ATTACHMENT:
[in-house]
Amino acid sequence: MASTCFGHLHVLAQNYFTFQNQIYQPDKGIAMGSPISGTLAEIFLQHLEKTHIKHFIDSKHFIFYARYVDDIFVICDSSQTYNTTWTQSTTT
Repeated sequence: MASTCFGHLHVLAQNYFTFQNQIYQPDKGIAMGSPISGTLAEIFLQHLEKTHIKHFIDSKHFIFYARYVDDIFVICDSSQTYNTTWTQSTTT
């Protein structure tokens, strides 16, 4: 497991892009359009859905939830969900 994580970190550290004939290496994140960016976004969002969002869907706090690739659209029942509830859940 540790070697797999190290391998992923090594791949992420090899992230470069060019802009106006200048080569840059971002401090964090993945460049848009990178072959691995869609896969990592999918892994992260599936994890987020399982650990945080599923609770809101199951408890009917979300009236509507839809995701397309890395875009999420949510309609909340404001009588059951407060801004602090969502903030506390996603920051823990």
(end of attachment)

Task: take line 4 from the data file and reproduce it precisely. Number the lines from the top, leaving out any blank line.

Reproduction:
């Protein structure tokens, strides 16, 4: 497991892009359009859905939830969900 994580970190550290004939290496994140960016976004969002969002869907706090690739659209029942509830859940 540790070697797999190290391998992923090594791949992420090899992230470069060019802009106006200048080569840059971002401090964090993945460049848009990178072959691995869609896969990592999918892994992260599936994890987020399982650990945080599923609770809101199951408890009917979300009236509507839809995701397309890395875009999420949510309609909340404001009588059951407060801004602090969502903030506390996603920051823990």